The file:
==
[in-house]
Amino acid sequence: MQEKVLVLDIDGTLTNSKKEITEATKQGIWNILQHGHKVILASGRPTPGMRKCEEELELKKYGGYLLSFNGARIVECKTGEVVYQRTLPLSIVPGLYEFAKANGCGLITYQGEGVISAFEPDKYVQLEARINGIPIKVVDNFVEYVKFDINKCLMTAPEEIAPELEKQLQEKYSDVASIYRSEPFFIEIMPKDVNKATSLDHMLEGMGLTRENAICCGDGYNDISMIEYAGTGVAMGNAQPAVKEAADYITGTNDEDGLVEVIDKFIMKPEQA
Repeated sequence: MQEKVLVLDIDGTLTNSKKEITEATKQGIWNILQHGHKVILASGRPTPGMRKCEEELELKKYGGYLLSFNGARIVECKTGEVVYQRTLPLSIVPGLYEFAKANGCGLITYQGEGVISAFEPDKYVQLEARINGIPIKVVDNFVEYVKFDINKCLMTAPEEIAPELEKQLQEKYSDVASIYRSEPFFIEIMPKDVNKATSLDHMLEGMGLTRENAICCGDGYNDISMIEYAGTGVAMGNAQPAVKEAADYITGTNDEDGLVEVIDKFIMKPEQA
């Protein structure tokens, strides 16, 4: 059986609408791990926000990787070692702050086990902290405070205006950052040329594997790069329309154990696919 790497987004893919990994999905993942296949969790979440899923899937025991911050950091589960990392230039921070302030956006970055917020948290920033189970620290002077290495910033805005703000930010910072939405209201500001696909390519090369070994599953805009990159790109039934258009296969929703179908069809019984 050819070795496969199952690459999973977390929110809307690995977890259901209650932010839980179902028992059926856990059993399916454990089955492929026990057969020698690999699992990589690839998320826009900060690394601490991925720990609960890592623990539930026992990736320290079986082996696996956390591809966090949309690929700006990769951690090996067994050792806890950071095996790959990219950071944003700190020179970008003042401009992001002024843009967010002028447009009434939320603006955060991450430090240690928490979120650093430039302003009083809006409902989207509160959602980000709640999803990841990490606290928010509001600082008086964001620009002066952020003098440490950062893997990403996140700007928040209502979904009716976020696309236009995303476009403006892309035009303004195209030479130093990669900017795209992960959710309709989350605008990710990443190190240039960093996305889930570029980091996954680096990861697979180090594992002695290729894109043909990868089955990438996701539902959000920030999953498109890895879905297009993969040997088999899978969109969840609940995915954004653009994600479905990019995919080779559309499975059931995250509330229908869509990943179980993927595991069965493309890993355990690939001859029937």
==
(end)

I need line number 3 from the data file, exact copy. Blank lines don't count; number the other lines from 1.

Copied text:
Repeated sequence: MQEKVLVLDIDGTLTNSKKEITEATKQGIWNILQHGHKVILASGRPTPGMRKCEEELELKKYGGYLLSFNGARIVECKTGEVVYQRTLPLSIVPGLYEFAKANGCGLITYQGEGVISAFEPDKYVQLEARINGIPIKVVDNFVEYVKFDINKCLMTAPEEIAPELEKQLQEKYSDVASIYRSEPFFIEIMPKDVNKATSLDHMLEGMGLTRENAICCGDGYNDISMIEYAGTGVAMGNAQPAVKEAADYITGTNDEDGLVEVIDKFIMKPEQA